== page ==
Posts Tagged ‘business school’

Dell E SeriesSince I’ve seen a lot of my friends start looking for notebook computers recently, I thought I would publish my thoughts on what to look for when buying a notebook for business school. I’ll separate this into four categories: form factor, specifications, brand and value.

Form factor:

In my mind there are four that you can select from:

a) mini notebook / netbook (screens smaller than 12 inches – most common size is 10.1 inch)

b) portable (12 or 13 inch screens)

c) mainstream (14 or 15 inch screens)

d) multimedia / gaming / semi-portable (larger than 15 inches)

As a business school student, the possible uses could be taking the notebook to study group sessions and taking it while traveling (which MBAs do very frequently). This would basically remove option d) and leave the first three.

Based on my personal experience, the smallest screen size that you want to use as your “only” notebook is 12 (for some this will be no less than 13). The reason for this: a 10 inch screen doesn’t leave a lot of real estate for using things like large spreadsheets or opening multiple windows side by side to look at a document while editing another, etc. Also, 15 inch notebooks are also starting to stretch things in the opposite direction: not very comfortable for use on a plane, not as easy to carry around and the larger screen size will take a toll on battery life.

Something to keep in mind though is that you could potentially purchase a monitor and external keyboard and use these in conjunction with a netbook to get around the limitations of a small screen while still getting the benefits of portability. However, this will add around $200 to the cost of the system (bringing costs almost in line with mainstream notebooks), will give you something you will have to lug around if you move and even then you will have a system that will be barely enough to do the things you want it to do. For example, most mini notebooks do not come with DVD / optical drives. If you had to access something off a CD or a DVD for a class, you would have trouble doing so. Also, even the best netbook keyboards are cramped and offer less space than the full sized keyboards on larger notebooks.

I think a business school student should really limit there search to notebooks in the 12, 13 and 14 inch screen size. If you’ve never used a 12 inch notebook, limit it to 13 and 14 inch unless you can use a 12 incher for a lengthy period of time to make sure you are comfortable with it. A 13 inch notebook is the smallest size that will usually have a full sized keyboard (although there are some 12 inchers that have full sized keyboards too).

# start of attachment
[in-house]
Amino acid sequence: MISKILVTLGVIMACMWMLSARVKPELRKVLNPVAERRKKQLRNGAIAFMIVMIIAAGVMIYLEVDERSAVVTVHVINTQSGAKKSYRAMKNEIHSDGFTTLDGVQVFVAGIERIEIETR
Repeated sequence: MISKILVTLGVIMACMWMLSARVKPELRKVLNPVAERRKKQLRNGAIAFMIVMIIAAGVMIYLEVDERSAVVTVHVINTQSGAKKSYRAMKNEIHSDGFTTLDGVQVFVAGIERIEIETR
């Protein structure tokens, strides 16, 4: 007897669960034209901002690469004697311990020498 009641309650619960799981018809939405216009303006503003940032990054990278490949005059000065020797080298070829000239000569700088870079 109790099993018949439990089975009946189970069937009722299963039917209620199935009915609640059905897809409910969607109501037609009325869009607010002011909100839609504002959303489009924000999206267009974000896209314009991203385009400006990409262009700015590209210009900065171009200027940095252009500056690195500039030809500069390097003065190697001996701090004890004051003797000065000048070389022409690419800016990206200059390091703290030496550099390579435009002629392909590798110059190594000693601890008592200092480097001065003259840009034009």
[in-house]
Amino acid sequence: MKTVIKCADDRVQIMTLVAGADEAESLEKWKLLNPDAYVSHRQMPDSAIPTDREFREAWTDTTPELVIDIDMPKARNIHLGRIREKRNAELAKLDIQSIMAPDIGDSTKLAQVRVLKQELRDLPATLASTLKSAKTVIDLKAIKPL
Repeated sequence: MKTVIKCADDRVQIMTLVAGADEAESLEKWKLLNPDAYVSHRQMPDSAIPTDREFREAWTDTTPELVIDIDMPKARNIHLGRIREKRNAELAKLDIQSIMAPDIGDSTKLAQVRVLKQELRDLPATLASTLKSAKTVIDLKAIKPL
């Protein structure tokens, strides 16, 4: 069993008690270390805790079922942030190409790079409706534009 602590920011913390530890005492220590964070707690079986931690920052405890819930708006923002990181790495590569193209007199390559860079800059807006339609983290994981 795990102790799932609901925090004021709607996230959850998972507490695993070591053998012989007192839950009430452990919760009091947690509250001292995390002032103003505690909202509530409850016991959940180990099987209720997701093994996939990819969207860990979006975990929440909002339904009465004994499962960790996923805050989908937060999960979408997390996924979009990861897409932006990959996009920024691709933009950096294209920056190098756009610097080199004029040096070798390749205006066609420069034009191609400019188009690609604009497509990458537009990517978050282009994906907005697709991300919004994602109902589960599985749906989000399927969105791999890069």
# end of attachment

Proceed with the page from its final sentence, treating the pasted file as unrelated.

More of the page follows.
Specifications (June 2009)


Processors and computer specs change very quickly. Therefore what I say below will probably be outdated within just a few months. I will also limit this to the choices that most people will face, and exclude processor brands that are not as common.

Computer manufacturers love to quote speeds of processors in Ghz, a 2GHz notebook, a 2.4 GHz notebook etc. What they don’t want you to know is that even at a fixed frequency (2Ghz for example) Intel has a very broad spectrum of processors, some have lower cache sizes which affect performance, some have lower bus speeds, others work with older components so you will still be stuck with a subpar system.

For a business school student who travels frequently, battery life is important. I think having a notebook that can sit on your lap easily without heating up significantly is important as well.

Taking these considerations into account, I would recommend staying with an Intel Montevina P class processor. How will you recognize these processors? Look for the processor number that starts with a P: P7350, P8400, P8600, P9500, etc.

Ignore other labels such as centrino 2, core 2 duo etc. If you get a processor labeled as above, you’ll be fine.

The slowest of the processors above, the P7350 is still fast enough for most tasks and can handle a lot of multitasking. So don’t feel compelled to spend extra to get a faster processor. I haven’t seen many manufacturers adopt the P7350 so you might have to get a P8400 or a P8600 processor.


The amount of memory on the system has a huge impact on its performance, especially if like me you like to have a lot of windows open and switch between them. But this is also one of the components that most notebook manufacturers make a lot of money marking up.

It’s also something you can very easily upgrade yourself after purchasing: very easy to do.